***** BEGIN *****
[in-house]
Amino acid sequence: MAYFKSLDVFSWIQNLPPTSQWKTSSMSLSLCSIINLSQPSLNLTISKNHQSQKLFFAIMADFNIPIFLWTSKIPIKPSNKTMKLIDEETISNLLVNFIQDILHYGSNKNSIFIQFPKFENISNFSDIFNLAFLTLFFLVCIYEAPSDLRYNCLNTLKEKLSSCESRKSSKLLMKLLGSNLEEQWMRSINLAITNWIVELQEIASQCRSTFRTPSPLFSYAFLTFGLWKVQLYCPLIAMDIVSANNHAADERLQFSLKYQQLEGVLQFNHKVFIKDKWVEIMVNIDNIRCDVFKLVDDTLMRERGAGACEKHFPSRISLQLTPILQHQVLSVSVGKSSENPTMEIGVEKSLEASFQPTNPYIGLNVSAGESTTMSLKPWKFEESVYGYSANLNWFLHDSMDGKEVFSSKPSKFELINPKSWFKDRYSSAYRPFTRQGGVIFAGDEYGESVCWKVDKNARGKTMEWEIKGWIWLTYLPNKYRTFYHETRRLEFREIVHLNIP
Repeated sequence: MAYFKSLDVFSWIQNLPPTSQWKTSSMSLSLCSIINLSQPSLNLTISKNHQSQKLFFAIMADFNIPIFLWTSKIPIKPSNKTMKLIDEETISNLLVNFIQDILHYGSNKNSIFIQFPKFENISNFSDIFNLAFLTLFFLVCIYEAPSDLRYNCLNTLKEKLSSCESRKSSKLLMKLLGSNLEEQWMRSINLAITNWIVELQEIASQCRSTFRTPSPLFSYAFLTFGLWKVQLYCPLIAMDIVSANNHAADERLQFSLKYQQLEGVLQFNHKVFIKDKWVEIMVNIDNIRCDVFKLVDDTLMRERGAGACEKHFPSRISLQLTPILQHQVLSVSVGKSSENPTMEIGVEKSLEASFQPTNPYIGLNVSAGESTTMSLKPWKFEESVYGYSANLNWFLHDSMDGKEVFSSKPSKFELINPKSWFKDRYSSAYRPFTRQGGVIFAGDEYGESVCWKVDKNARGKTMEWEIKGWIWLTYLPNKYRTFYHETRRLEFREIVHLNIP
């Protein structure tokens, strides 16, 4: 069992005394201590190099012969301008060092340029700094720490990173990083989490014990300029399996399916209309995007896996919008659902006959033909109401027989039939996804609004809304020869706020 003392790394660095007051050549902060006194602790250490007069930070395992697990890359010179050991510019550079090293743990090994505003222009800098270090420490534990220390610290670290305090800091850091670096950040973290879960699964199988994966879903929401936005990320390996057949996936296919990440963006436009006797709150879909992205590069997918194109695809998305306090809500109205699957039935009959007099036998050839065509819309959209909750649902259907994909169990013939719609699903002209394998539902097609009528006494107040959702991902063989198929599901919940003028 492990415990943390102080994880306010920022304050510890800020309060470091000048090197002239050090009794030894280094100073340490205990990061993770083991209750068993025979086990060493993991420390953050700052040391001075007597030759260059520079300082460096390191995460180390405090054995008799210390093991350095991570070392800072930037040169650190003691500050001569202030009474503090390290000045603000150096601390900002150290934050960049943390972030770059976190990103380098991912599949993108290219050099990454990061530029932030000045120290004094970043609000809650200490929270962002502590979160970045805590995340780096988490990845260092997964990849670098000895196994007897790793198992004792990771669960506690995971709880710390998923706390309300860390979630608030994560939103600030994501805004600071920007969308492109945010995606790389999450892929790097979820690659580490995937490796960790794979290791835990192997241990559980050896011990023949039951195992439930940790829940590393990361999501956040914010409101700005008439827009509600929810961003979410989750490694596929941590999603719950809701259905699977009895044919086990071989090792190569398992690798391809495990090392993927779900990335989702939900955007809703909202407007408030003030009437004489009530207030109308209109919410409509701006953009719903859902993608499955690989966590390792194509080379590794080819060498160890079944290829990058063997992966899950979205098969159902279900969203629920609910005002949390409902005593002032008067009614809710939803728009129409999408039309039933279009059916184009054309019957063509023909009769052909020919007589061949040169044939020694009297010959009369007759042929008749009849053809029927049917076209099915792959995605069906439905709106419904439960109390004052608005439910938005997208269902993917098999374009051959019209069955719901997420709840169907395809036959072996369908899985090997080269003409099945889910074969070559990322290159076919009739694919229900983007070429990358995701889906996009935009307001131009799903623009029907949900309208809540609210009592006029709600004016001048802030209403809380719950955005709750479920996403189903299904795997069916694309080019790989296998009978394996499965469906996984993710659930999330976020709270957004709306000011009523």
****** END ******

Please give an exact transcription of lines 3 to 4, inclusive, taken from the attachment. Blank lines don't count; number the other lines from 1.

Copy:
Repeated sequence: MAYFKSLDVFSWIQNLPPTSQWKTSSMSLSLCSIINLSQPSLNLTISKNHQSQKLFFAIMADFNIPIFLWTSKIPIKPSNKTMKLIDEETISNLLVNFIQDILHYGSNKNSIFIQFPKFENISNFSDIFNLAFLTLFFLVCIYEAPSDLRYNCLNTLKEKLSSCESRKSSKLLMKLLGSNLEEQWMRSINLAITNWIVELQEIASQCRSTFRTPSPLFSYAFLTFGLWKVQLYCPLIAMDIVSANNHAADERLQFSLKYQQLEGVLQFNHKVFIKDKWVEIMVNIDNIRCDVFKLVDDTLMRERGAGACEKHFPSRISLQLTPILQHQVLSVSVGKSSENPTMEIGVEKSLEASFQPTNPYIGLNVSAGESTTMSLKPWKFEESVYGYSANLNWFLHDSMDGKEVFSSKPSKFELINPKSWFKDRYSSAYRPFTRQGGVIFAGDEYGESVCWKVDKNARGKTMEWEIKGWIWLTYLPNKYRTFYHETRRLEFREIVHLNIP
């Protein structure tokens, strides 16, 4: 069992005394201590190099012969301008060092340029700094720490990173990083989490014990300029399996399916209309995007896996919008659902006959033909109401027989039939996804609004809304020869706020 003392790394660095007051050549902060006194602790250490007069930070395992697990890359010179050991510019550079090293743990090994505003222009800098270090420490534990220390610290670290305090800091850091670096950040973290879960699964199988994966879903929401936005990320390996057949996936296919990440963006436009006797709150879909992205590069997918194109695809998305306090809500109205699957039935009959007099036998050839065509819309959209909750649902259907994909169990013939719609699903002209394998539902097609009528006494107040959702991902063989198929599901919940003028 492990415990943390102080994880306010920022304050510890800020309060470091000048090197002239050090009794030894280094100073340490205990990061993770083991209750068993025979086990060493993991420390953050700052040391001075007597030759260059520079300082460096390191995460180390405090054995008799210390093991350095991570070392800072930037040169650190003691500050001569202030009474503090390290000045603000150096601390900002150290934050960049943390972030770059976190990103380098991912599949993108290219050099990454990061530029932030000045120290004094970043609000809650200490929270962002502590979160970045805590995340780096988490990845260092997964990849670098000895196994007897790793198992004792990771669960506690995971709880710390998923706390309300860390979630608030994560939103600030994501805004600071920007969308492109945010995606790389999450892929790097979820690659580490995937490796960790794979290791835990192997241990559980050896011990023949039951195992439930940790829940590393990361999501956040914010409101700005008439827009509600929810961003979410989750490694596929941590999603719950809701259905699977009895044919086990071989090792190569398992690798391809495990090392993927779900990335989702939900955007809703909202407007408030003030009437004489009530207030109308209109919410409509701006953009719903859902993608499955690989966590390792194509080379590794080819060498160890079944290829990058063997992966899950979205098969159902279900969203629920609910005002949390409902005593002032008067009614809710939803728009129409999408039309039933279009059916184009054309019957063509023909009769052909020919007589061949040169044939020694009297010959009369007759042929008749009849053809029927049917076209099915792959995605069906439905709106419904439960109390004052608005439910938005997208269902993917098999374009051959019209069955719901997420709840169907395809036959072996369908899985090997080269003409099945889910074969070559990322290159076919009739694919229900983007070429990358995701889906996009935009307001131009799903623009029907949900309208809540609210009592006029709600004016001048802030209403809380719950955005709750479920996403189903299904795997069916694309080019790989296998009978394996499965469906996984993710659930999330976020709270957004709306000011009523």